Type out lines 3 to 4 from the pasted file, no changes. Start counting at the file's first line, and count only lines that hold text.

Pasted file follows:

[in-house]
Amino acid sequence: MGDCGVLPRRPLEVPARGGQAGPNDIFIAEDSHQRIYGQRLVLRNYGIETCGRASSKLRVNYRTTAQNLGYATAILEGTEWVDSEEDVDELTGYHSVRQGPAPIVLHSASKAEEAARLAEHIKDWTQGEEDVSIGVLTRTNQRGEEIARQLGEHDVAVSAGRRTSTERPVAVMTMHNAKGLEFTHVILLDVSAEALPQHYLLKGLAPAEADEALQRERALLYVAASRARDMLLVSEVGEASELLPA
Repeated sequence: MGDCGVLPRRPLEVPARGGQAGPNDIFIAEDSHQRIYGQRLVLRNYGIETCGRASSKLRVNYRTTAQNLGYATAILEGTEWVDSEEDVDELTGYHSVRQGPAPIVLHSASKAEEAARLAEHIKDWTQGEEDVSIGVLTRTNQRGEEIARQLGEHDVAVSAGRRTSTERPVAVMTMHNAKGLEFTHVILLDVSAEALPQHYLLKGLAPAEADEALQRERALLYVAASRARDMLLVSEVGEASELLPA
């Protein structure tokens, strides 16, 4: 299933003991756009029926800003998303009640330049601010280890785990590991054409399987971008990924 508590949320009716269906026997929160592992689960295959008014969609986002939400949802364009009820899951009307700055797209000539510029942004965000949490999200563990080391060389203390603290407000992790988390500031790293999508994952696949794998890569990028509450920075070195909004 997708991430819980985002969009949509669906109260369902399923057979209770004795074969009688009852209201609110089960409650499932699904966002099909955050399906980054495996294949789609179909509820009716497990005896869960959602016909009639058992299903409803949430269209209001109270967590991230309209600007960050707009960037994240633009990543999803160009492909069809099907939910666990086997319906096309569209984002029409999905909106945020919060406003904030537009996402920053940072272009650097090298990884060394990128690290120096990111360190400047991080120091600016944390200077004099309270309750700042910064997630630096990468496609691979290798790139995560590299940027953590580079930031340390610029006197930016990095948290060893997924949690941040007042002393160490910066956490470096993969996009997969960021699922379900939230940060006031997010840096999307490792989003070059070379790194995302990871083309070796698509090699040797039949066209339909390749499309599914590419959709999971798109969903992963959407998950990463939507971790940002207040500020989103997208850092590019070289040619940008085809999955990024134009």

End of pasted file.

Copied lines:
Repeated sequence: MGDCGVLPRRPLEVPARGGQAGPNDIFIAEDSHQRIYGQRLVLRNYGIETCGRASSKLRVNYRTTAQNLGYATAILEGTEWVDSEEDVDELTGYHSVRQGPAPIVLHSASKAEEAARLAEHIKDWTQGEEDVSIGVLTRTNQRGEEIARQLGEHDVAVSAGRRTSTERPVAVMTMHNAKGLEFTHVILLDVSAEALPQHYLLKGLAPAEADEALQRERALLYVAASRARDMLLVSEVGEASELLPA
């Protein structure tokens, strides 16, 4: 299933003991756009029926800003998303009640330049601010280890785990590991054409399987971008990924 508590949320009716269906026997929160592992689960295959008014969609986002939400949802364009009820899951009307700055797209000539510029942004965000949490999200563990080391060389203390603290407000992790988390500031790293999508994952696949794998890569990028509450920075070195909004 997708991430819980985002969009949509669906109260369902399923057979209770004795074969009688009852209201609110089960409650499932699904966002099909955050399906980054495996294949789609179909509820009716497990005896869960959602016909009639058992299903409803949430269209209001109270967590991230309209600007960050707009960037994240633009990543999803160009492909069809099907939910666990086997319906096309569209984002029409999905909106945020919060406003904030537009996402920053940072272009650097090298990884060394990128690290120096990111360190400047991080120091600016944390200077004099309270309750700042910064997630630096990468496609691979290798790139995560590299940027953590580079930031340390610029006197930016990095948290060893997924949690941040007042002393160490910066956490470096993969996009997969960021699922379900939230940060006031997010840096999307490792989003070059070379790194995302990871083309070796698509090699040797039949066209339909390749499309599914590419959709999971798109969903992963959407998950990463939507971790940002207040500020989103997208850092590019070289040619940008085809999955990024134009």